Captain Jack As a Digital Weapon

Launching ‘Torchwood’ Comic #1

by Lynnette Porter

1 August 2010

Is Torchwood the true “digital weapon” that can successfully market its stories in any medium—not just TV episodes, but also novels, radio plays, and now a comic book?

During his travels with the Doctor through space and time, not to mention his long tenure with Torchwood Three, Captain Jack Harkness has had to be many things to many people (and aliens).  This summer he tackles one of his most crucial roles yet—as Torchwood’s digital weapon. His mission: Keep fans of the original TV series happy while attracting a new audience of comic book readers—and then keep them hooked until new radio dramas and TV episodes arrive next year. Sound daunting? Not for the Doctor Who and Torchwood veteran who has successfully defeated long hiatuses before.

The launch of Torchwood comic #1 (10 August in stores after a Comic-Con debut) seems to be the next step in what TV series creator Russell T. Davies once termed the digital weaponry of Torchwood.  During interviews with Entertainment Weekly in July 2009, Davies noted that Torchwood could become anything it needed to be, and indeed the series has been malleable in the past. The comic’s timely entry into the marketplace reminds future-thinking fans that the TV series will return, albeit in a new location and from American cable network Starz, by this time next summer.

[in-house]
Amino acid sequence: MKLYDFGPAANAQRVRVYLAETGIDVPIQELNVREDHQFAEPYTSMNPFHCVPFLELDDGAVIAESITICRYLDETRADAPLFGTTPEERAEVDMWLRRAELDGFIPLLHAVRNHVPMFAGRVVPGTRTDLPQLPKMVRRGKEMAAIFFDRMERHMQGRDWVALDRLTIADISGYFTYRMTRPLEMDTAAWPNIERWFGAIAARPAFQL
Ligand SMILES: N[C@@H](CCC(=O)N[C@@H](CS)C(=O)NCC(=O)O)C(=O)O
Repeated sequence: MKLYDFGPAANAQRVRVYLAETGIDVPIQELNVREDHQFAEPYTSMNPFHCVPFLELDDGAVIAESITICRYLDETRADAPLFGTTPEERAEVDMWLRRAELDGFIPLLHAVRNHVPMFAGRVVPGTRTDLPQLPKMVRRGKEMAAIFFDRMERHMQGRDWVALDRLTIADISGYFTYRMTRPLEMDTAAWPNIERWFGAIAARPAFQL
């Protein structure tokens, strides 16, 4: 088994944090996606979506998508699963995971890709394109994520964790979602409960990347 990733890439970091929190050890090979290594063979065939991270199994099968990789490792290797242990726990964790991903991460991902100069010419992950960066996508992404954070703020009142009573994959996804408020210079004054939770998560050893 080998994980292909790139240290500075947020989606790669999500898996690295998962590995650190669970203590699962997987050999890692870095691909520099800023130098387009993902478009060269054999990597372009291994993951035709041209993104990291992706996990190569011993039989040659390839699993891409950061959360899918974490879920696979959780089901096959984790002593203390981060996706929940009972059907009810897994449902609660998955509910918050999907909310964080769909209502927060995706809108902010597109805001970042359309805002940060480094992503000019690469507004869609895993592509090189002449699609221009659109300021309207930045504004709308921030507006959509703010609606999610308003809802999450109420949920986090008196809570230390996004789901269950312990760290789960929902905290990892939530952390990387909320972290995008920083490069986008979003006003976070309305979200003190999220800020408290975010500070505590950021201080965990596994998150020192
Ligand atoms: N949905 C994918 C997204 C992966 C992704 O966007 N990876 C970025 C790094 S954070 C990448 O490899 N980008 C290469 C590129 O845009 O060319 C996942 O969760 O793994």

The comic, however, also woos fans of the original Cardiff-based TV show by providing the familiar context of the series’ first three seasons. As such, Torchwood the Comic is an interesting way to expand the franchise by attracting new readers who might not have seen Torchwood prior to all its media attention for critically acclaimed but fandom-divisive episode, “Children of Earth”. The comic also can placate long-time fans dissatisfied with the ending of the miniseries and anxious about the next season’s direction. Because the comic book straddles the line between the familiar and the unexplored, the sale of this first issue is particularly important to the comic’s and the series’ future.

Something old, something new, something borrowed, something blue. This old rhyme is strangely appropriate for the happy marriage of the TV series’ characters with the comic book format.  In the premiere issue, one story is “something old”, a tale published a year earlier in Torchwood magazine. The “something new” is TV script editor Gary Russell’s adventure, “Broken”.  One character, Ianto Jones, has been “borrowed” from earlier in the series’ canon to join his compatriots in “Broken” as they battle a villain from the TV show.

Of course, the most famous “something blue” (other than Captain Jack’s eyes) is his trademark grey-blue RAF coat. All the familiar, comfortable elements long-time TV fans have come to expect are present and accounted for, sir—but are they enough to keep the franchise going until new episodes arrive next year? More importantly, can the new Torchwood comic book generate its own audience separate from the TV series? Is Torchwood the true “digital weapon” that can successfully market its stories in any medium—not just TV episodes, but also novels, radio plays, and now a comic book?

Cover Story